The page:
Of course, the first thing to be dealt with was the small matter of the upcoming acquisition by SAP. Both Bernard Liautaud and John Schwarz indicated that Business Objects would remain an independent organization with both staying on board to lead it. We’ll have to wait till the acquisition closes to learn more, but ideally an independent Business Objects can remain vendor neutral for the benefit of all customers but still create compelling solutions for SAP customers.The “major” product announcement from the conference was Crystal Reports 2008, which is currently in beta and will ship before the end of 2007. I didn’t hear a formal explanation, but I’m assuming that the “2008” designation (instead of XI 3.0) is intended to more clearly communicate to Microsoft Visual Studio developers which version of CR goes with VS. One of the major feature enhancements is the ability to integrate Xcelsius content into a Crystal Report. For those of us who are “traditional” Business Objects users, I’m assuming that similar integration will occur with other reporting tools in XI 3.0.
I was pleased to see that there were two presentations regarding publications, the topic of my Insight 2006 presentation, Getting Personal with Publications and Profiles. Publications are the mechanism Business Objects uses to supporting single pass report bursting. The first presentation was Publications Unleashed, presented by Don Kawahigashi from Integra Solutions. Don had some great examples from an actual customer installation on how to extend the publication capabilities in the current release, XI Release 2. The other presentation was entitled Publications- The Power of Personalization by David Brockington and Derek Wang from Business Objects. Their presentation was my first sneak-peek at the revised Central Management Console (CMC) in XI 3.0. The expected new feature was the addition of Web Intelligence as a supported document type (XI Release 2 publications require Desktop Intelligence). The surprise new features were the addition of Crystal Reports as a supported document type and Dynamic Recipients. With Dynamic Recipients, you can manage subscribers that do not have to be a Business Objects user. I’m anxiously awaiting the release of XI 3.0, which is slated for the intentionally vague “first half of 2008”.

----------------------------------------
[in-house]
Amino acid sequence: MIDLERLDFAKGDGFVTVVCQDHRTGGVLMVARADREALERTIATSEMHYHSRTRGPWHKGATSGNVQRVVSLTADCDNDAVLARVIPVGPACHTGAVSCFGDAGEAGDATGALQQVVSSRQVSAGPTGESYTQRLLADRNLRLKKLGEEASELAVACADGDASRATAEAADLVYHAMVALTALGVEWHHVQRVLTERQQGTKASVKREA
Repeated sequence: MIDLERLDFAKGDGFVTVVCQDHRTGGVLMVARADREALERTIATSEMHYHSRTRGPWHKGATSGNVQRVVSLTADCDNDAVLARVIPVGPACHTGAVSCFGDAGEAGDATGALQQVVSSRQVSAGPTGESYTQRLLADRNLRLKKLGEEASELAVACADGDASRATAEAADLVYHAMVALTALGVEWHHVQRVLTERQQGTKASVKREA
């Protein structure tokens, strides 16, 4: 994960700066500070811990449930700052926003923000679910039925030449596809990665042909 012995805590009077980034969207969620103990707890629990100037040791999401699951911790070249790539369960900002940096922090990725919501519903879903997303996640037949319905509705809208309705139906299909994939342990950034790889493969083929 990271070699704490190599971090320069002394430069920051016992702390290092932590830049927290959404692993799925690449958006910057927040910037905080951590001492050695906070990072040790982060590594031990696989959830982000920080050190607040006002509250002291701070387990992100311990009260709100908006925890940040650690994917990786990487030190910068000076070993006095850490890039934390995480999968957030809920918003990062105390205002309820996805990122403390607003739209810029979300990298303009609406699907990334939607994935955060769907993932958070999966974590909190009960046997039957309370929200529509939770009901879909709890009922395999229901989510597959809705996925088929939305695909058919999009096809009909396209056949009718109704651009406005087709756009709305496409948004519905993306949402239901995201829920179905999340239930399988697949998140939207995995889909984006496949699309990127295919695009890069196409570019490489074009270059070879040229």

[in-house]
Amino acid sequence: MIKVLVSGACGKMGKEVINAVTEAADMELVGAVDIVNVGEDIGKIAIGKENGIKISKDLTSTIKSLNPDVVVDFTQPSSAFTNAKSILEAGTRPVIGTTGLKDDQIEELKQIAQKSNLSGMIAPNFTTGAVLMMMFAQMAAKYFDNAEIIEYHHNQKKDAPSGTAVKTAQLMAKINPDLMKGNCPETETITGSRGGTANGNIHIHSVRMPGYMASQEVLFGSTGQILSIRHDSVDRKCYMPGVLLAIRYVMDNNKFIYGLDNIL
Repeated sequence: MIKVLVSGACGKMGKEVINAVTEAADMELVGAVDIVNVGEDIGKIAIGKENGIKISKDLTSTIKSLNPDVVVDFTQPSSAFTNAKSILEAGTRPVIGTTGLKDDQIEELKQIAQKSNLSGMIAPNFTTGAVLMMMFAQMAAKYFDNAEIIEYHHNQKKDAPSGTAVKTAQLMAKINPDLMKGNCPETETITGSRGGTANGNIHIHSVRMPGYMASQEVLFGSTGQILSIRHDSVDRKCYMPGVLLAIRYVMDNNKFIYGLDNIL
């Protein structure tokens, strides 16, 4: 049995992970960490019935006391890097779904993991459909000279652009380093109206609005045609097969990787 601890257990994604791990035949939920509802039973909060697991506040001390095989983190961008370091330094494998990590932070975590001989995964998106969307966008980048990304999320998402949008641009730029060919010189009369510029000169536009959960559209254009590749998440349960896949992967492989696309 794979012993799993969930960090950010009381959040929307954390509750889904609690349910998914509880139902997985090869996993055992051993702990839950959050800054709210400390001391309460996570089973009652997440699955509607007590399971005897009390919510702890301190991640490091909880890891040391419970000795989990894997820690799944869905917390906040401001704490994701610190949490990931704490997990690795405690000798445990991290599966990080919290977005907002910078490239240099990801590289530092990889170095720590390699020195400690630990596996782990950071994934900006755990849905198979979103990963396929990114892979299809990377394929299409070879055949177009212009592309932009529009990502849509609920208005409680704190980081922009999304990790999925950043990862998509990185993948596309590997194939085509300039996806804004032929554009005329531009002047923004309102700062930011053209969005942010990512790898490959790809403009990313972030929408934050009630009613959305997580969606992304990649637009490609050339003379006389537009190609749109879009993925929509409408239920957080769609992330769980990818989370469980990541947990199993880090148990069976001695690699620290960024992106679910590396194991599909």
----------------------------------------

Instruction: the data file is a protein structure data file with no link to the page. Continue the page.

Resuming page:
From my perspective, Xcelsius was the most covered technology in the breakouts. The coolest breakout was Jeff Pelletier from AT&T Mobility (formerly Cingular) describing how it was used to launch the Apple iPhone. I’m curious to see if and how Allegro will continue to integrate Xcelsius technology into the Dashboard Manager/Performance Manager products.
Curious was the announcement of a deeper partnership with IBM, which came the day after the conference. The delayed announcement probably explains IBM motivation for being a global sponsor of Insight 2007. The press release is sketchy on details, but it appears that a “limited” version of Business Objects will be distributed with IBM DB2.
No formal word on the location of next year’s conference, but I hope it will be sunny and warm.